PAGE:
Freeman

ARTICLE

The Impossible Task of the Fed

FEBRUARY 01, 1981 by ERNEST ROSS

Mr. Ross Is an Oregon broadcast commentator and news editor especially concerned with new developments in human freedom.

The Federal Reserve has an impossible task? Of course it does. But it’s seldom mentioned. Most everyone just assumes that this autonomous government agency “on line” since 1914 has a job to do and should, well, simply do it. It’s not that easy. The Fed does indeed have a job which it is expected to do. In fact, given modern politics, it has several. However, there is a profound difference between being expected to do a job and being able to.

On the surface, to the layman, the Fed’s job might appear unequivocal: take care of the nation’s money supply in such a way as to help America. As the fiftieth anniversary edition (1967 revised version) of The Federal Reserve System: Purposes and Functions, issued by the system’s Board of Governors, succinctly put it, “The principal function of the Federal Reserve is to regulate the flow of bank credit and money.” (p. 4) While this seems straightforward enough, the Fed’s monetary manipulation to serve the national interest is a means to a number of ends. In the modern U.S.A., the Fed is expected to prevent banking crises, facilitate commerce (“at high levels of employment,” as the Board put it), cover government deficits and fight inflation. The trouble is, manipulation toward one or more of these ends almost always contradicts another. They don’t mesh!

There is perhaps no better example of this than the Fed’s issuance of credit to cover the deficits of Congress. As monetary experts know, unless Congress raises taxes, the Fed is virtually forced to expand the money supply to pay for deficits. This is regarded as essential in order to protect the credit rating of the nation. Monetary expansion means more dollars will chase fewer goods; the dollar’s value is lowered.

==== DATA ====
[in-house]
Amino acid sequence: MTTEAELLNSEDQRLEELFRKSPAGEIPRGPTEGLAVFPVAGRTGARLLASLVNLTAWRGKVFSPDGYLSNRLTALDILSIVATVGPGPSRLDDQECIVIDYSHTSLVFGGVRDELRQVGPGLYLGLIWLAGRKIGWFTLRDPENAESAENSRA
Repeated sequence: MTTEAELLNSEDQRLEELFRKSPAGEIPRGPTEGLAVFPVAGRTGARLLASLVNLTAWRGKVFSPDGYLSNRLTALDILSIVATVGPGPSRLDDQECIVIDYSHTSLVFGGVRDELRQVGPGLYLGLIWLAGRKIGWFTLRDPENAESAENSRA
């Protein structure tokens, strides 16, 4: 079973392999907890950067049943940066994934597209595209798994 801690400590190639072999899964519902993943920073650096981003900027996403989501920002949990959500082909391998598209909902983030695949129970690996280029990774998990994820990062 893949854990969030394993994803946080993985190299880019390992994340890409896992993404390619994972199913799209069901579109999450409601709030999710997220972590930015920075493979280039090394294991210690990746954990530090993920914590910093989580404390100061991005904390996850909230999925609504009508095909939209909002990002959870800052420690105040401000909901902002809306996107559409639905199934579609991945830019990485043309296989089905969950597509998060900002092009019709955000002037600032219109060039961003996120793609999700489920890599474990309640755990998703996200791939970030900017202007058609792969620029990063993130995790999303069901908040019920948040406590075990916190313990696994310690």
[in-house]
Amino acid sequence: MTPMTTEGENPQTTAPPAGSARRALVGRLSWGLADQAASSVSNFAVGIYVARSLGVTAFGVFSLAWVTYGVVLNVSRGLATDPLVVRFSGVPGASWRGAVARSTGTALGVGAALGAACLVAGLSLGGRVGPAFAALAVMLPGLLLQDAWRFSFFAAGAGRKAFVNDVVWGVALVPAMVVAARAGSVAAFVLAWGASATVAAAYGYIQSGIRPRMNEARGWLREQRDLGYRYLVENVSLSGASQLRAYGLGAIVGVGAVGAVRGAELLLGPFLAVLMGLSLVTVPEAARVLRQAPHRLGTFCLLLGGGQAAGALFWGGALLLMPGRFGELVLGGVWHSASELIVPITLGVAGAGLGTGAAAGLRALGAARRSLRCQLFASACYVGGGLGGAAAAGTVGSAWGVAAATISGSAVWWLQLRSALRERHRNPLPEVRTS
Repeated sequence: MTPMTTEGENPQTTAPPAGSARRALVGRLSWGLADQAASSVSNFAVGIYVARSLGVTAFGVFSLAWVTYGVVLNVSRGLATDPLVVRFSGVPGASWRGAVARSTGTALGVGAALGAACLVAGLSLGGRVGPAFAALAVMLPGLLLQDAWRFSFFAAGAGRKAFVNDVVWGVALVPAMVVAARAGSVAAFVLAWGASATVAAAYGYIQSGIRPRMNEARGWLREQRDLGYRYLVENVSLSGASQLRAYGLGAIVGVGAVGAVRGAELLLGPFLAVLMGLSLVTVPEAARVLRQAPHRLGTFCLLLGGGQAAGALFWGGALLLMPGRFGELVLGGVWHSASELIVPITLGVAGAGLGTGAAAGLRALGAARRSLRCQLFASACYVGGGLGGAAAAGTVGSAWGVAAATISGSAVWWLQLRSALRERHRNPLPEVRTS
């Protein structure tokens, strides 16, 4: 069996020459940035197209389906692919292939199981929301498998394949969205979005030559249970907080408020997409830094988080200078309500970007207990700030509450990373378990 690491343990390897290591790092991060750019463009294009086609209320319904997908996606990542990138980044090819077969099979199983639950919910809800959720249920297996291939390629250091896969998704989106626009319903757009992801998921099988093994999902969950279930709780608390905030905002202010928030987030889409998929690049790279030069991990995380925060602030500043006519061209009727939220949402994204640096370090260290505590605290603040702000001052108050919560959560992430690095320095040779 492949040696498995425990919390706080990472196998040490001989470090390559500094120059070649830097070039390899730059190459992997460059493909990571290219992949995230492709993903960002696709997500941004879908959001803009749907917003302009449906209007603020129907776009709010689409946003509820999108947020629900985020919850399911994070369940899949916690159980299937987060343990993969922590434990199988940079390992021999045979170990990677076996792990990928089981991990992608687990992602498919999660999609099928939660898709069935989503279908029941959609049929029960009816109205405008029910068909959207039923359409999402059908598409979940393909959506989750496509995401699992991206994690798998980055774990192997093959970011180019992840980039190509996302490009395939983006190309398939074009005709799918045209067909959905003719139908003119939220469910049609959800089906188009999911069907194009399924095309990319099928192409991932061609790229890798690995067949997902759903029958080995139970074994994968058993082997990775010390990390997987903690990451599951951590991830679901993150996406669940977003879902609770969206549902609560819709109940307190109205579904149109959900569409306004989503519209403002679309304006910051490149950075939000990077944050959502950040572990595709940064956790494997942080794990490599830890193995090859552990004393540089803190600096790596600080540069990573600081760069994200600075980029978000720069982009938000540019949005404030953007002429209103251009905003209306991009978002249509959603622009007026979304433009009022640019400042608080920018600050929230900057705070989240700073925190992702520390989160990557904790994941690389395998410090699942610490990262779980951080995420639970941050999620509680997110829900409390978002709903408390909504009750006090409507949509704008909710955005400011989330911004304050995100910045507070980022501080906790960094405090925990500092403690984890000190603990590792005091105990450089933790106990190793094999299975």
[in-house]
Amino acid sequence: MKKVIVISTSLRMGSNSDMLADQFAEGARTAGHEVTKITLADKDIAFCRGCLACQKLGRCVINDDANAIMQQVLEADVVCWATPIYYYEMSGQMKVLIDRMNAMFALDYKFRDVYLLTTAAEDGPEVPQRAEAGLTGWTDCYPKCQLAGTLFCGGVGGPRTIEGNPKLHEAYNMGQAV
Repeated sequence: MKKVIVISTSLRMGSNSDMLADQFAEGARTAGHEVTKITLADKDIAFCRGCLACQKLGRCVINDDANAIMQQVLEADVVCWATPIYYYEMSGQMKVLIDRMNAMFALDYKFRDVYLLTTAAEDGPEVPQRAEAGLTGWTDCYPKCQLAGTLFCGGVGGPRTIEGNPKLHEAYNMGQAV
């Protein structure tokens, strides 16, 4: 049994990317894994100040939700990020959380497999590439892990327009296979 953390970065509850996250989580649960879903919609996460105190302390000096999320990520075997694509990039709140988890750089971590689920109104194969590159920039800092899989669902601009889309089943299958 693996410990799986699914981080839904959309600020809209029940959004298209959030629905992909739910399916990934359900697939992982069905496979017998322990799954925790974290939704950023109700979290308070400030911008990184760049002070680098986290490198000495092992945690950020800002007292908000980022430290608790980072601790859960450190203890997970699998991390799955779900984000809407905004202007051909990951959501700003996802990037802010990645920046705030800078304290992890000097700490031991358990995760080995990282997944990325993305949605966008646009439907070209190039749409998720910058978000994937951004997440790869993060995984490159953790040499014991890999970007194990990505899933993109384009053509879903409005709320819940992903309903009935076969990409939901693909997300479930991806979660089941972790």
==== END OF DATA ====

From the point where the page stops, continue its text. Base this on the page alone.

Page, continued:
While the initial surge of new money may benefit some, often high-profiled, politically well- connected industries (most recently, synthetic fuels, solar energy, automobiles, housing and aerospace), the eventual effect of devalued currency on the economy cannot rationally be regarded as a factor which facilitates commerce; it slows commerce (and lowers employment). Inflation takes purchasing power away from businesses as it takes it away from everyone. Persistent inflation, such as we have had since the late 1960s, makes it more expensive to run government, too, thereby increasing chances Congress will deficit spend even more.

So, while attempting to help the nation meet its debts in the short run, the Fed has in the long run actually damaged business and private employment and increased the operating costs of government (especially state and local governments, which cannot fall back on the power to issue their own credit). As this happens, the Fed quite obviously must abrogate its responsibility to fight inflation! Conversely, if the Fed cuts the money supply, it abrogates short run responsibilities to cover Congressional deficits and stimulate depressed businesses (and employment) through lowered interest rates on borrowing.

After years of overlooking it, the newly more economically aware national press is noticing this dilemma. As Newsweek’s Harry Anderson remarked just prior to the November general elections, “Regardless of who is the next President, the pressure on the Fed seems sure to intensify as the budget deficit swells . . . . Any Federal deficit must be financed through borrowing, and unless the Fed meets the new demand by creating more money, interest rates could be pushed to ruinous levels as private and public borrowing compete for funds . . . . In fact, the battle between the nation’s fiscal and monetary authorities is a no-win situation for the economy. If the Fed caves in and finances immense budget deficits, the inflationary implications would be vast. If the Fed does not, a fragile recovery—if in fact it has arrived—will be slower than almost all the forecasts predict.” (Oct. 13, 1980, p. 88)

Bailing Out Banks Subsidizes Bad Investments

Another example of the failure of Fed purposes to mesh is apparent in bank bailouts. What, in the name of preventing banking crises, does bailing out banks accomplish long term? Whether by means of credit subsidies, loan guarantees or perhaps forced mergers with other stronger banks (the method makes almost no economic difference), banks require bailing out primarily because they have made bad investments. The policy of bailing out banks subsidizes bad investments.

True, the Fed may frown upon and chastise the makers of bad investments, but that is not the rues-sage that sticks with the banking community—it is not the economic message. The economic message comes through loud and clear from the Fed’s action: the rewarding of malinvestments. A reward is exactly what it is. The more the Fed does it, the worse it will get. It’s the old incentive principle at work—rewards encourage more of the action that is rewarded. Put another way, subsidizing poor investments makes them appear profitable. Could that seriously be regarded as a method of facilitating the nation’s commerce? Hardly. Commerce on a national scale gains and retains health only through wise investments.